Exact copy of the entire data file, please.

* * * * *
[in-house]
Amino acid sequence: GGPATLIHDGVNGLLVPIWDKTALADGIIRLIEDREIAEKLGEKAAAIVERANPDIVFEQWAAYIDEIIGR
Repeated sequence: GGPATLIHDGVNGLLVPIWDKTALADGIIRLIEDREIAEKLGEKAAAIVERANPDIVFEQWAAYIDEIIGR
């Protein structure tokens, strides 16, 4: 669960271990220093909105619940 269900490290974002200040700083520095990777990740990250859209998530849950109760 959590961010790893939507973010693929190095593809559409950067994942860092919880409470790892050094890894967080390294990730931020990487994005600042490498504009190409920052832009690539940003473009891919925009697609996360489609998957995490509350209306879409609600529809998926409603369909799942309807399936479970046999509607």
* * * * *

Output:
[in-house]
Amino acid sequence: GGPATLIHDGVNGLLVPIWDKTALADGIIRLIEDREIAEKLGEKAAAIVERANPDIVFEQWAAYIDEIIGR
Repeated sequence: GGPATLIHDGVNGLLVPIWDKTALADGIIRLIEDREIAEKLGEKAAAIVERANPDIVFEQWAAYIDEIIGR
């Protein structure tokens, strides 16, 4: 669960271990220093909105619940 269900490290974002200040700083520095990777990740990250859209998530849950109760 959590961010790893939507973010693929190095593809559409950067994942860092919880409470790892050094890894967080390294990730931020990487994005600042490498504009190409920052832009690539940003473009891919925009697609996360489609998957995490509350209306879409609600529809998926409603369909799942309807399936479970046999509607």